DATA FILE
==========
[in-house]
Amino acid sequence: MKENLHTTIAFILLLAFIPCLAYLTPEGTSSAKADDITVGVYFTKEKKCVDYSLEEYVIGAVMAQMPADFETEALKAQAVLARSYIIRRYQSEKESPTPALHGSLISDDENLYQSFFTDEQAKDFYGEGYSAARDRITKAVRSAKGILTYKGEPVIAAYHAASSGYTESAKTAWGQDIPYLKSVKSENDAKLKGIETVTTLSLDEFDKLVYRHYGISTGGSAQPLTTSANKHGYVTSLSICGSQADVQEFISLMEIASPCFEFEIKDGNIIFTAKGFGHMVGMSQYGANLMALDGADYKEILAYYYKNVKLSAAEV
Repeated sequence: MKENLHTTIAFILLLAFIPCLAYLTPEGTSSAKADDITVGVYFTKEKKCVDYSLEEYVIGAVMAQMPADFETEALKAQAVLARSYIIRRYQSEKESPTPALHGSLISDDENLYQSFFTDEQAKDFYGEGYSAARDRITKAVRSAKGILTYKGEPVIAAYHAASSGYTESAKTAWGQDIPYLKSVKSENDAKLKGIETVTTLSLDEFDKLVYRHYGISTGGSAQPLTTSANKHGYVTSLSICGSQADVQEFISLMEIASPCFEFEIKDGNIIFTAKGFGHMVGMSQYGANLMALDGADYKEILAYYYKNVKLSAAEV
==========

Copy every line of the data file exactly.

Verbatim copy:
[in-house]
Amino acid sequence: MKENLHTTIAFILLLAFIPCLAYLTPEGTSSAKADDITVGVYFTKEKKCVDYSLEEYVIGAVMAQMPADFETEALKAQAVLARSYIIRRYQSEKESPTPALHGSLISDDENLYQSFFTDEQAKDFYGEGYSAARDRITKAVRSAKGILTYKGEPVIAAYHAASSGYTESAKTAWGQDIPYLKSVKSENDAKLKGIETVTTLSLDEFDKLVYRHYGISTGGSAQPLTTSANKHGYVTSLSICGSQADVQEFISLMEIASPCFEFEIKDGNIIFTAKGFGHMVGMSQYGANLMALDGADYKEILAYYYKNVKLSAAEV
Repeated sequence: MKENLHTTIAFILLLAFIPCLAYLTPEGTSSAKADDITVGVYFTKEKKCVDYSLEEYVIGAVMAQMPADFETEALKAQAVLARSYIIRRYQSEKESPTPALHGSLISDDENLYQSFFTDEQAKDFYGEGYSAARDRITKAVRSAKGILTYKGEPVIAAYHAASSGYTESAKTAWGQDIPYLKSVKSENDAKLKGIETVTTLSLDEFDKLVYRHYGISTGGSAQPLTTSANKHGYVTSLSICGSQADVQEFISLMEIASPCFEFEIKDGNIIFTAKGFGHMVGMSQYGANLMALDGADYKEILAYYYKNVKLSAAEV